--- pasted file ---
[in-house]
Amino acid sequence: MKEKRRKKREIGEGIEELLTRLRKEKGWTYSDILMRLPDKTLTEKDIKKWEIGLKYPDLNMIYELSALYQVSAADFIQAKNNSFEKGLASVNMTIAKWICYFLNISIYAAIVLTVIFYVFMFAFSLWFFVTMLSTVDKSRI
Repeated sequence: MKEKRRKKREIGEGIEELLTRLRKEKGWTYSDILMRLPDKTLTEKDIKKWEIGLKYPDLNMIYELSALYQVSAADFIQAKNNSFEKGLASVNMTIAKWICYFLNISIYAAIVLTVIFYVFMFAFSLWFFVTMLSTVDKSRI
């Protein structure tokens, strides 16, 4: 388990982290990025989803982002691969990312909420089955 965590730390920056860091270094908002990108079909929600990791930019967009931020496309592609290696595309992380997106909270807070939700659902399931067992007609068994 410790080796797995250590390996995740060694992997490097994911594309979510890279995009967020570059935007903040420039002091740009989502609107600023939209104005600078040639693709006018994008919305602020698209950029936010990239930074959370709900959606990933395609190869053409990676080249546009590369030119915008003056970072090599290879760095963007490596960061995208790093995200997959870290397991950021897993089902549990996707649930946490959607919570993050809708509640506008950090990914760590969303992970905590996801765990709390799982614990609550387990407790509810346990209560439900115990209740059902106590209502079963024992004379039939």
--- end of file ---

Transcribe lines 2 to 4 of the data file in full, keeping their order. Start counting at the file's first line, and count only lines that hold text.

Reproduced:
Amino acid sequence: MKEKRRKKREIGEGIEELLTRLRKEKGWTYSDILMRLPDKTLTEKDIKKWEIGLKYPDLNMIYELSALYQVSAADFIQAKNNSFEKGLASVNMTIAKWICYFLNISIYAAIVLTVIFYVFMFAFSLWFFVTMLSTVDKSRI
Repeated sequence: MKEKRRKKREIGEGIEELLTRLRKEKGWTYSDILMRLPDKTLTEKDIKKWEIGLKYPDLNMIYELSALYQVSAADFIQAKNNSFEKGLASVNMTIAKWICYFLNISIYAAIVLTVIFYVFMFAFSLWFFVTMLSTVDKSRI
């Protein structure tokens, strides 16, 4: 388990982290990025989803982002691969990312909420089955 965590730390920056860091270094908002990108079909929600990791930019967009931020496309592609290696595309992380997106909270807070939700659902399931067992007609068994 410790080796797995250590390996995740060694992997490097994911594309979510890279995009967020570059935007903040420039002091740009989502609107600023939209104005600078040639693709006018994008919305602020698209950029936010990239930074959370709900959606990933395609190869053409990676080249546009590369030119915008003056970072090599290879760095963007490596960061995208790093995200997959870290397991950021897993089902549990996707649930946490959607919570993050809708509640506008950090990914760590969303992970905590996801765990709390799982614990609550387990407790509810346990209560439900115990209740059902106590209502079963024992004379039939």